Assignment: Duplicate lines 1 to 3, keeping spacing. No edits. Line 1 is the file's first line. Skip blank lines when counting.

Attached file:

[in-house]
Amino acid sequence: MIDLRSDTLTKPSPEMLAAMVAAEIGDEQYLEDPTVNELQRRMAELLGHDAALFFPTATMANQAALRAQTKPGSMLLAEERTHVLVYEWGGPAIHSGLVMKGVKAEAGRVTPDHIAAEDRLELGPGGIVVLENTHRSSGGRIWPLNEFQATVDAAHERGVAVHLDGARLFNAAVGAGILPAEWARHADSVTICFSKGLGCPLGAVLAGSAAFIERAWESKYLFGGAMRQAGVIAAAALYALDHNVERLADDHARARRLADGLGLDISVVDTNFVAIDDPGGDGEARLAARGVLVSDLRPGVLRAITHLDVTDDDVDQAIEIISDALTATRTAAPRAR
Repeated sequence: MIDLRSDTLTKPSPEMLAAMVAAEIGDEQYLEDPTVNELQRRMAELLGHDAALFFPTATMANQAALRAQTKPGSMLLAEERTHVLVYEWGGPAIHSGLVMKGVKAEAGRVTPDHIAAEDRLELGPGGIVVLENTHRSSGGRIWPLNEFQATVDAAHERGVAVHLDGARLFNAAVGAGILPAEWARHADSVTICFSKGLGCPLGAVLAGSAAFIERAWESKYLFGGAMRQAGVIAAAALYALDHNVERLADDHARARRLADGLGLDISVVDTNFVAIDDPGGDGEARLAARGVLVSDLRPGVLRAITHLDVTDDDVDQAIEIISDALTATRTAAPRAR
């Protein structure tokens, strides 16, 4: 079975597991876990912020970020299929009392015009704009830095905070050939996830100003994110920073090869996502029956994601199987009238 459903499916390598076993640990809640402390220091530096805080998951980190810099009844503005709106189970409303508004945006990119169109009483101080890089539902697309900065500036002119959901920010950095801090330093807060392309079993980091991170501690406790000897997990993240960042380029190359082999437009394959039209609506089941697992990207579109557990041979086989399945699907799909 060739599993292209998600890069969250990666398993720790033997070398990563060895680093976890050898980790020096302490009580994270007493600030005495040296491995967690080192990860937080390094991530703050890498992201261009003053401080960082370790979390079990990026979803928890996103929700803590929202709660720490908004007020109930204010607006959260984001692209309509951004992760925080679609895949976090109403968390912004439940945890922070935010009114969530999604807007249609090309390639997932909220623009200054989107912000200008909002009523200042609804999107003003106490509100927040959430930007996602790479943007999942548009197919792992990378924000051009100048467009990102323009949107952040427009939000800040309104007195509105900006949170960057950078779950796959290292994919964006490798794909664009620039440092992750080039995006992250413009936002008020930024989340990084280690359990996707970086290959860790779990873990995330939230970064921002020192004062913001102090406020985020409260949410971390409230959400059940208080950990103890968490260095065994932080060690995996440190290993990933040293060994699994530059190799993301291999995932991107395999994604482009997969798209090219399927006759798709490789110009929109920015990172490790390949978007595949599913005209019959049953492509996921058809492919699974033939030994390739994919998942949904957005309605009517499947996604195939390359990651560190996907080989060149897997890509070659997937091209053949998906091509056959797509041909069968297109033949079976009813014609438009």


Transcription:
[in-house]
Amino acid sequence: MIDLRSDTLTKPSPEMLAAMVAAEIGDEQYLEDPTVNELQRRMAELLGHDAALFFPTATMANQAALRAQTKPGSMLLAEERTHVLVYEWGGPAIHSGLVMKGVKAEAGRVTPDHIAAEDRLELGPGGIVVLENTHRSSGGRIWPLNEFQATVDAAHERGVAVHLDGARLFNAAVGAGILPAEWARHADSVTICFSKGLGCPLGAVLAGSAAFIERAWESKYLFGGAMRQAGVIAAAALYALDHNVERLADDHARARRLADGLGLDISVVDTNFVAIDDPGGDGEARLAARGVLVSDLRPGVLRAITHLDVTDDDVDQAIEIISDALTATRTAAPRAR
Repeated sequence: MIDLRSDTLTKPSPEMLAAMVAAEIGDEQYLEDPTVNELQRRMAELLGHDAALFFPTATMANQAALRAQTKPGSMLLAEERTHVLVYEWGGPAIHSGLVMKGVKAEAGRVTPDHIAAEDRLELGPGGIVVLENTHRSSGGRIWPLNEFQATVDAAHERGVAVHLDGARLFNAAVGAGILPAEWARHADSVTICFSKGLGCPLGAVLAGSAAFIERAWESKYLFGGAMRQAGVIAAAALYALDHNVERLADDHARARRLADGLGLDISVVDTNFVAIDDPGGDGEARLAARGVLVSDLRPGVLRAITHLDVTDDDVDQAIEIISDALTATRTAAPRAR